Join us as we continue making fun of priceless artwork!
God damn it. Moreso than Rome, Venice and the Vatican itself, I was looking forward to seeing the Borghese Gallery’s statuary. I had heard it was the stuff of legends and home to many of Gian Lorenzo Bernini’s best works.
And we weren’t going to get to see any of it. Neither of us realized the ticket was only good for a 2-hour admission window. We had spent the whole of it touring the gallery of paintings.
When I had first redeemed our tickets, I overheard the gruff woman at the counter tell some customers that they were booked solid into next week so I didn’t have any hope when my wife went to see if we could get re-admission.
But guess whose wife can charm her way into repeat tickets at an already-booked venue, and at a discount?
Only the luckiest bastard on earth.
Not unlike the usher nearby, who must have thought we snuck back in since she insisted on singling us out to check our tickets.
A gorgeous painting. The color has that surreal three-dimensional look to it like so many others we’d seen. Does her expression betray her heavy-handedness with the blush or did someone just walk in on her cheating on her taxes?
Another pantheon of the gods. This isn’t the best we’ve seen, but it’s certainly not bad. What I like about it is that feeling of chumminess expressed here– the framing forces all of the characters into close proximity. They look like they’re having a good time, sitting on their stoop, passing around the booze and watching the sun set. It’s a very intimate and peaceful portrait of an otherwise cantankerous cast of characters.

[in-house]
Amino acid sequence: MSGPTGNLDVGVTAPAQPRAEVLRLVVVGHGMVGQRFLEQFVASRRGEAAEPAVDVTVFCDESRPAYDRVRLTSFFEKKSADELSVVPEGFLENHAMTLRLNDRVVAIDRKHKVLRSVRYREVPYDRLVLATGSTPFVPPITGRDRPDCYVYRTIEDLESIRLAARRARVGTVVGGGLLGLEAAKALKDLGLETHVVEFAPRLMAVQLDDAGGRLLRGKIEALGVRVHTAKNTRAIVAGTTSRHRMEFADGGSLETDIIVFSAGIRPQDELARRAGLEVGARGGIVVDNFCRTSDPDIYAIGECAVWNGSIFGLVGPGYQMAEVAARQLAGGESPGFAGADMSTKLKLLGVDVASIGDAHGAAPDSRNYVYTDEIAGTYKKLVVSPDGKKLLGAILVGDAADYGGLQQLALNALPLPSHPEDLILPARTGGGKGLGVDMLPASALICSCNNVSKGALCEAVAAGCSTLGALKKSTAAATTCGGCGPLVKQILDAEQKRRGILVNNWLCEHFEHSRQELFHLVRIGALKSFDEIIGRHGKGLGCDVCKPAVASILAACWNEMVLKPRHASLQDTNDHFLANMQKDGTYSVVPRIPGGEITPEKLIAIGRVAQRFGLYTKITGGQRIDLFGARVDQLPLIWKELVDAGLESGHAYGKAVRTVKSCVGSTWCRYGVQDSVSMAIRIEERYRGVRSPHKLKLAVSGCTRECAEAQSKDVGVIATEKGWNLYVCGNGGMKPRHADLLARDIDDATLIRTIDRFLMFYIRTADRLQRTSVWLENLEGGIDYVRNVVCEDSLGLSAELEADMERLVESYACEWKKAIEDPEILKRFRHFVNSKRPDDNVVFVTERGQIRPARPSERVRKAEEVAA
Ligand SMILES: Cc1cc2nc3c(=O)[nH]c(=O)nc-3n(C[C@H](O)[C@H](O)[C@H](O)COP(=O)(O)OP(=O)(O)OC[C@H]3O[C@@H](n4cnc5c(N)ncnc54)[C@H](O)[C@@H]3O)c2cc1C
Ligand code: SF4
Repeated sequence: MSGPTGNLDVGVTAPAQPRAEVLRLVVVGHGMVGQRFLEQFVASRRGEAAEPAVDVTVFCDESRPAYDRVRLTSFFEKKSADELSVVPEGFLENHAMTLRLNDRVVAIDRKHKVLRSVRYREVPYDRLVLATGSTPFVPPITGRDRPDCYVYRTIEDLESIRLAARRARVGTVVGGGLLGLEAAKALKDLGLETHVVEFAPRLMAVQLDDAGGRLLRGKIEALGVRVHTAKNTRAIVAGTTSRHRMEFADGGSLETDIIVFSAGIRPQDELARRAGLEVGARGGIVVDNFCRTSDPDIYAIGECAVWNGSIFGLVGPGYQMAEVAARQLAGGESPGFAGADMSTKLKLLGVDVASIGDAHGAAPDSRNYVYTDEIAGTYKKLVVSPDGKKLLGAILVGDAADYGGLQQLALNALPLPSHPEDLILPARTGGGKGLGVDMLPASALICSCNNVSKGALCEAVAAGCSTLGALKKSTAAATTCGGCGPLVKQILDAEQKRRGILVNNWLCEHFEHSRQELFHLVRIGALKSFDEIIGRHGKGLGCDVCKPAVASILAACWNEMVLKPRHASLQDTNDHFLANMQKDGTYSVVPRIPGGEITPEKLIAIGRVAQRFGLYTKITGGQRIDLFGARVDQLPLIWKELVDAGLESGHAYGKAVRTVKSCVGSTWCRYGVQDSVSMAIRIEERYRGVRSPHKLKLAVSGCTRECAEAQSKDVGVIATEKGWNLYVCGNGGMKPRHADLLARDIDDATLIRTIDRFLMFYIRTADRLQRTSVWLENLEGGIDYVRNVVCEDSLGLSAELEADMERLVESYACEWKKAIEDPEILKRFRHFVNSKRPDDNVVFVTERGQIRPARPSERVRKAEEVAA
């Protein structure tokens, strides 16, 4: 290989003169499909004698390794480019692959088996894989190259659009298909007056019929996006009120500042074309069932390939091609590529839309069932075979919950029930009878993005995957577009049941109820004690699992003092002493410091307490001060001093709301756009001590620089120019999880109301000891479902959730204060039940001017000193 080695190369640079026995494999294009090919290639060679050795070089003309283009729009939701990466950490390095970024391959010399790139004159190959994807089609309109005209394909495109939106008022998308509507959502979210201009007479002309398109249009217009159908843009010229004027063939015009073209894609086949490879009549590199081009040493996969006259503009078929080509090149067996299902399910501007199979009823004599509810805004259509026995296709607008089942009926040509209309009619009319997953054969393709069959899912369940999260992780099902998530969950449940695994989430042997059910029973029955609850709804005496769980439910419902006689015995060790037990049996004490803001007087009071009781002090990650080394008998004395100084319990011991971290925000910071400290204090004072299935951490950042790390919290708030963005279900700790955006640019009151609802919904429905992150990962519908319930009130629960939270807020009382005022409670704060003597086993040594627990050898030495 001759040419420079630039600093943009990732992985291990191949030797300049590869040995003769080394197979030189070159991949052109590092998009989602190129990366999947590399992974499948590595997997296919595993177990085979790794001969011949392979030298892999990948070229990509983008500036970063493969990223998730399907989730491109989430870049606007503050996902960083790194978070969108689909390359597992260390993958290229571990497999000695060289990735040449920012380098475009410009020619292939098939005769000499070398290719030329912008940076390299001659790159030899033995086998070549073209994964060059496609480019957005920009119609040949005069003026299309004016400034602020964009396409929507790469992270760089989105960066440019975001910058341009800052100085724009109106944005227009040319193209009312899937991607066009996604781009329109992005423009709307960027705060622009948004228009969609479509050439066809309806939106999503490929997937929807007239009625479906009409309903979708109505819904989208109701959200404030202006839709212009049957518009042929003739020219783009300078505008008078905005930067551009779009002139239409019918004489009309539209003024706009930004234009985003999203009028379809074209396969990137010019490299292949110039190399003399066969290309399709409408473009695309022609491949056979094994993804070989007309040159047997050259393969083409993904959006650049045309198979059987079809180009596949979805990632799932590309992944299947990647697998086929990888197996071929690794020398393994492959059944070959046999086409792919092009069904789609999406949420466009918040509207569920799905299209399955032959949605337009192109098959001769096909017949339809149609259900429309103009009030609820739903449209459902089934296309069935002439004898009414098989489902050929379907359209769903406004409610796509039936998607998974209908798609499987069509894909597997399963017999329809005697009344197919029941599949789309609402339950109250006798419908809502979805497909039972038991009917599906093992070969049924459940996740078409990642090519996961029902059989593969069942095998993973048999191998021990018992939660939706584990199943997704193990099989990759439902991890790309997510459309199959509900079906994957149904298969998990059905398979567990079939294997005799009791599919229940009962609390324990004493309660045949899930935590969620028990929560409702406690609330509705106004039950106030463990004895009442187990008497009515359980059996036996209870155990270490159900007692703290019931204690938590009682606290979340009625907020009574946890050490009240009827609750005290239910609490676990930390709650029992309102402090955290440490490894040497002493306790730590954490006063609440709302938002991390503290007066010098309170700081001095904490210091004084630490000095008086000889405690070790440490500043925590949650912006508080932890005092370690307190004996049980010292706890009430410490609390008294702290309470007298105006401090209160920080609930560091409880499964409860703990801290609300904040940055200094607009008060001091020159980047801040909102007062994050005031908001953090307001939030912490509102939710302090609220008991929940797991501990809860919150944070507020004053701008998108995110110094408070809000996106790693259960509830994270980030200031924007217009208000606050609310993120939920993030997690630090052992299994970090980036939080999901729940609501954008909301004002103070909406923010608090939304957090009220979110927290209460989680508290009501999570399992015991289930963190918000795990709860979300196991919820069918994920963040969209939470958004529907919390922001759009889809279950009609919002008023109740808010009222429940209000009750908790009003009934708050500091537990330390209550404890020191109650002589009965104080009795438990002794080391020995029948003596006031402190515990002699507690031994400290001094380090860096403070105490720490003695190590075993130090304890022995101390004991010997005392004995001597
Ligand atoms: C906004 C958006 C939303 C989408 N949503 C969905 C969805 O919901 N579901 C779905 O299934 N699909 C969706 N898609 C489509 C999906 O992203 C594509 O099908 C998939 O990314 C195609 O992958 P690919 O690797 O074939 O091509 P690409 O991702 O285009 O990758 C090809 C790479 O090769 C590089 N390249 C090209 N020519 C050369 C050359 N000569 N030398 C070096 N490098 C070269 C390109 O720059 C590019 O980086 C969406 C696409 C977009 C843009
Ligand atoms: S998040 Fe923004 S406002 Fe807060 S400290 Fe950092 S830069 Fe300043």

This is a bust of Cardinal Domenico Ginnasi. I don’t know much about him but his eyes are very unsettling. They’re dead. Just so…dead. They remind me of a magazine cover that bothers me every time I see it in the supermarket checkout line.
Titian also painted this one of Christ, flagellated:
Yet another image of Christ suffering, yes, but take a moment to really look at this one. Titian used shadow to great dramatic effect. Most of Christ’s body is shrouded in shadow. His wounds are definitely the highlight of the image; the eye is meant to see the lashings the man received at the hands of his captors.
Hidden slightly by shadow, though still visible, is his face. Look at his eyes. This is a man who has seen the worst humanity has to offer and knows more will follow. Most depictions of Jesus focus on his physical suffering; depending on what you’re looking at, he either looks emaciated to death or absolutely fucking ripped.
This is the first painting of Christ I’ve ever seen that seems to make any attempt to depict the way he actually feels.
It’s Lucrezia Borgia again, only now she’s a little older. She’s traded in her unicorn for a knife, listens to Sisters of Mercy and writes bad poetry. Daddy Pope is too busy trying to marry her off for political gain to pay her any attention.
Cupid and Psyche. One of the more bizarre stories in Greco-Roman lore. After getting married sight unseen and consummating their marriage in the darkness, Psyche’s sisters convinced her that her shadow husband was a demon. She snuck up on him with a knife and an oil lamp but when the light revealed he was pretty hot, she spilled hot wax all over him instead.
Cupid wasn’t into the whole BDSM thing so he freaked out and ran off.
He was confident. Sexy. The god of…everything else. When their eyes met in a heavenly hotel room, the flames of passion roared with the intensity of a thousand suns…
…until someone left the goddamn window open and the room was besieged by a bunch of armed children. And a peacock.
On the left you have a bunch of idiots firing blindly from the crowd. On the right you have people directly in the line of fire, and in the foreground you have people who decided this was a fine time to take a bath. This is what I imagine a Gathering of the Juggalos looks like.
Surprisingly enough they managed to kill something but how the hell that’s going to feed this ship of fools is anybody’s guess.
And with that, we had finally finished touring the third floor of the Borghese Gallery. Time to finally move on to the statuary!